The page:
The phrase that's spoken when someone is hand-wringing about a thorny problem.

Speaker One: Uh-oh -- we have to reformat ALL THE DOCUMENTS!

Speaker Two: Aye Yai Yai, that's a lot of work!

"Aye Yai Yai" is the closest I can come with English orthography, but I'm not sure if there's a more standard representation.

  • Aye aye aye makes the most sense. The /j/ only seems to move due to the way it’s run together. You don’t normally move letters around in words just to indicate phrasal effects.
    – tchrist
    Jan 31, 2012 at 16:53
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    @tchrist: I would pronounce aye aye aye as it's written, i.e. with a break before each a -- /aj aj aj/ rather than /a ja jaj/ or /ajajaj/ (using /j/ to denote consonantal y).
    – Marthaª
    Jan 31, 2012 at 17:01
  • As sung, for example, in ... youtube.com/watch?v=E3P3jDGRgpo ... :D Jan 31, 2012 at 21:17
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    There are many expressions throughout many cultures that are similar to this and each is pronounced slightly differently. The Yiddish "oy oy oy", the Spanish "ai ai ai" and the Chinese "ai ai ai" or "ai yo" are all minor variations on this theme (and pronounced distinctly). I've never heard this in straight up American English. Maybe you can elaborate on exactly what you are talking about.
    – Charles
    Nov 19, 2012 at 17:09
  • In the South African context the meaning is more an expression that encapsulates the idea of things going wildly amok (out of control) or hapless frustration. reference "The Gods must be Crazy."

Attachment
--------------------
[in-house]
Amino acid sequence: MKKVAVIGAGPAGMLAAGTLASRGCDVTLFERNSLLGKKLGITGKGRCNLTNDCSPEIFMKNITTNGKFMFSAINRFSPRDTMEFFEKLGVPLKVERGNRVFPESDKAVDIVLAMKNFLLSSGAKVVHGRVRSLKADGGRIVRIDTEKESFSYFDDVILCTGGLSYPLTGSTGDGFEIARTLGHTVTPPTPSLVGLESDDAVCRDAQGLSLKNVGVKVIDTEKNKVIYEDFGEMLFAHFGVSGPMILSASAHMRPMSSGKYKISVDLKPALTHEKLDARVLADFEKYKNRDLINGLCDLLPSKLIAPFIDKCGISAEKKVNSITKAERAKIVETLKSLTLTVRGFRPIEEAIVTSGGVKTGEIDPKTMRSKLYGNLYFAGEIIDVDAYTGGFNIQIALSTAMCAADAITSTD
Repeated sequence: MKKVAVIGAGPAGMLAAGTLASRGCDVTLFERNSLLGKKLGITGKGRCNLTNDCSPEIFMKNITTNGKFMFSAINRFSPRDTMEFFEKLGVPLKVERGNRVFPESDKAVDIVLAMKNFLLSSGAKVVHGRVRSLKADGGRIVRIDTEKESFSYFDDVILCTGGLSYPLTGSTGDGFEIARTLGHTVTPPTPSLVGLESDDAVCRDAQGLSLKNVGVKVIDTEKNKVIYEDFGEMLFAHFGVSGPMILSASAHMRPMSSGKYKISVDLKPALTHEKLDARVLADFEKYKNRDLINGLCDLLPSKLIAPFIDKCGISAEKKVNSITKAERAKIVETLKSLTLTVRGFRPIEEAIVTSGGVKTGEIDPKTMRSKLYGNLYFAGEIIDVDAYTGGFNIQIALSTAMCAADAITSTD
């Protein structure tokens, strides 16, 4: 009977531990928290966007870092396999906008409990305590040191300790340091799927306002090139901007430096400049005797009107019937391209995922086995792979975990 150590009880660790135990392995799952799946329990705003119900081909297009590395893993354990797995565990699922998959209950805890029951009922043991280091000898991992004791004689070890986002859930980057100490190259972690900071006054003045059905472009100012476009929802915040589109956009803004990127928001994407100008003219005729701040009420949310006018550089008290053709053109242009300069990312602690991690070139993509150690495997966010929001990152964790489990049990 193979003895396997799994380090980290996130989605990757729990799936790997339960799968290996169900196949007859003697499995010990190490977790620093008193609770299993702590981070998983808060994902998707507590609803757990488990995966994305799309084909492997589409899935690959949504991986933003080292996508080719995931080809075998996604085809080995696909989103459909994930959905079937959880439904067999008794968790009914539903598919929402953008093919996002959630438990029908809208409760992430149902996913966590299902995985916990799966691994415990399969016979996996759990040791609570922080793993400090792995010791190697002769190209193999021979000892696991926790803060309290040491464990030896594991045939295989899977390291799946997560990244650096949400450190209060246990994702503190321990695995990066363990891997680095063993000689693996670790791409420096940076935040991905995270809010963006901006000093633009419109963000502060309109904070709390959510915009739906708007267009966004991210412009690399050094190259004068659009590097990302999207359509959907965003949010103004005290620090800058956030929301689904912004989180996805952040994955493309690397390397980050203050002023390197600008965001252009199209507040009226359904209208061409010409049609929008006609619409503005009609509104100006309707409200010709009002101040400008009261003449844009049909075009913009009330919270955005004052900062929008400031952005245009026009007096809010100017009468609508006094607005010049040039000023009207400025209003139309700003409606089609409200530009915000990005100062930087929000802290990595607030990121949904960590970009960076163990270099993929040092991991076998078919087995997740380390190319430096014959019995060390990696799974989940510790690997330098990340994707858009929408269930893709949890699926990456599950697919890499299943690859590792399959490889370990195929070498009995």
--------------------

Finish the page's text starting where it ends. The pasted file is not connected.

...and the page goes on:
– user54460
    Oct 19, 2013 at 1:43

3 Answers 3


“Ay-ay-ay” is an exclamation which entered American pop culture from Mexican Spanish in various ways. In informal conversation, the phrase means literally “oh, oh, oh” and conveys a sense of dismay.

For example, in 1882, the popular song “Cielito Lindo” included this phrase in the chorus. This song was sung by drunk mice in a Warner Brothers cartoon featuring Speedy Gonzales aired since the 1950s. It was also sung by the mascot of Fritos corn chips, the Frito Bandito, in a popular television commercial aired from 1967 to 1971. (Both characters, incidentally, were voiced by voice actor Mel Blanc.)

Closely related in sound is the exclamation known as the “Grito Mexicano” or “Mexican Cry”. 

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    Don't forget Desi Arnaz.
    – Hot Licks
    Jan 18, 2020 at 2:29

In the show Power Rangers, one character had this as a catchphrase; it was commonly spelled "Ai yi yi", as evidenced here, though alternatives included:

  • aye yai yai
  • aye yi yi
  • ayiyi
  • ay ay ay
  • aye aye aye
  • i-i-i

I would go with "Ay, ay, ay" as the spelling, because it comes directly from Spanish.


  1. interj. U. para expresar muchos y muy diversos movimientos del ánimo, y más ordinariamente aflicción o dolor.

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